After the Tall Timber review: Renata Adler returns

America’s most unyielding critic of art, poltics and journalism comes in from the cold with a superb collection of nonfiction, writes Molly McCloskey

Sat, May 2, 2015, 12:07


Book Title:
After the Tall Timber


Renata Adler

New York Review Books

Guideline Price:

It is rare for a writer, or perhaps for anyone, to peak twice in life. Renata Adler, now in her 70s, made it big when she was young and then vanished.

And Adler didn’t fade from view because of changing fashion. It wasn’t, as Michael Wolff notes in the preface to her collected nonfiction, money, drugs or Hollywood that threw Adler’s career of course. It was, instead, not being able to keep silent, and the shunning she suffered as a result shows that “even serious writing is harshly proscribed, that the literary life has its hard rules, that politics must be carefully played, that renegades – and, no doubt, especially women renegades – who go past an undrawn line are cast out”.

Before she was cast out Adler could hardly have been more in. Born in Milan in 1938 to parents fleeing Nazi Germany, she was raised in Connecticut and took degrees from Bryn Mawr, Harvard, the Sorbonne and Yale Law School. In her mid 20s she joined the staff of the New Yorker, where she spent the 1960s covering the civil-rights movement and reporting from the Six Day War, Vietnam and Biafra.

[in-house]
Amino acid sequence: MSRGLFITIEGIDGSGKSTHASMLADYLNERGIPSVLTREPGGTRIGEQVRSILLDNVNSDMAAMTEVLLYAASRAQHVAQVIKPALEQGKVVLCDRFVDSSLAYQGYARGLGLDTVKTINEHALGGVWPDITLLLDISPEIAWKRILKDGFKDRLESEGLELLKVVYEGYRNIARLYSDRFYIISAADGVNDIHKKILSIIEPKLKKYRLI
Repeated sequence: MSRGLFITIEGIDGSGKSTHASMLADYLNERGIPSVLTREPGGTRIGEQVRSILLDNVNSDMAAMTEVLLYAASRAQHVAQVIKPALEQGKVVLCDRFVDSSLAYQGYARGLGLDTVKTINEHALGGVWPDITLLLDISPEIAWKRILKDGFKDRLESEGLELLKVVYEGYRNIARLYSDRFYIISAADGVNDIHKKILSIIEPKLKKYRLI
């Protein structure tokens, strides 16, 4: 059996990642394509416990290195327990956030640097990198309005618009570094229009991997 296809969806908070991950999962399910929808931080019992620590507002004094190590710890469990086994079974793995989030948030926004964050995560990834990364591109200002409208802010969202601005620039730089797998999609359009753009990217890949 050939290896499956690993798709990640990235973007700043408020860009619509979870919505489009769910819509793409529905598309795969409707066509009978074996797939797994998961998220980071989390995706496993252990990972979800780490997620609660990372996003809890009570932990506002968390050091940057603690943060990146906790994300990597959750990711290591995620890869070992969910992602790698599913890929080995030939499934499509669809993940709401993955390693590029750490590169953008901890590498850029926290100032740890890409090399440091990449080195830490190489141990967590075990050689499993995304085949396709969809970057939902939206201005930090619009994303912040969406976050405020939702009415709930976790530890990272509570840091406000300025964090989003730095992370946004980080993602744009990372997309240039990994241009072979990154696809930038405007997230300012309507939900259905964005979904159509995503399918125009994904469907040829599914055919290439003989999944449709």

In 1968 Adler was the first woman to become a film critic at the New York Times – a job so desirable that an ad for a department store read, “Some people think Renata Adler’s job is like being paid to eat bonbons.”

She published two highly acclaimed novels, Speedboat (1976) and Pitch Dark (1983). She was photographed by Richard Avedon, looking lithely beautiful.

But then came trouble, that inability to keep silent – or to keep silent about certain people. “I never attacked anyone weak,” Adler said in a 2012 interview. “Only bullies, secure in their courts, bureaucracies, fiefdoms. Fear didn’t come into it. Maybe it should have.”

Attack on Kael

In 1980, while still writing for the New Yorker, Adler published a takedown of Pauline Kael, the magazine’s powerful film critic, in the New York Review of Books. With lawyerly meticulousness, she charted Kael’s decline from a young freelance critic of unmatched “energy and good sense” to one of “protracted, obsessional invective” and wrote that Kael had altered criticism “astonishingly for the worse”.

In 1986 came Reckless Disregard, in which Adler lambasted CBS and Time magazine for irresponsible and dishonest work. In 1999 Adler published Gone: The Last Days of The New Yorker, in which she chronicled the decline of the magazine. It famously began: ‘As I write this, The New Yorker is dead.’ The New York Times published several negative articles about this “irritable little book” and questioned Adler’s ethics.

With her principle professional relationships unsurprisingly soured, Adler retreated to Newtown, Connecticut, and went largely silent. Now it is as though some statute of limitations on her offences has run out. In 2013 the NYRB reissued Speedboat and Pitch Dark, and it has now published After the Tall Timber. Interviews and appearances abound. A laudatory piece by Meghan O’Rourke appeared in the New Yorker titled “Welcome Back, Renata Adler”.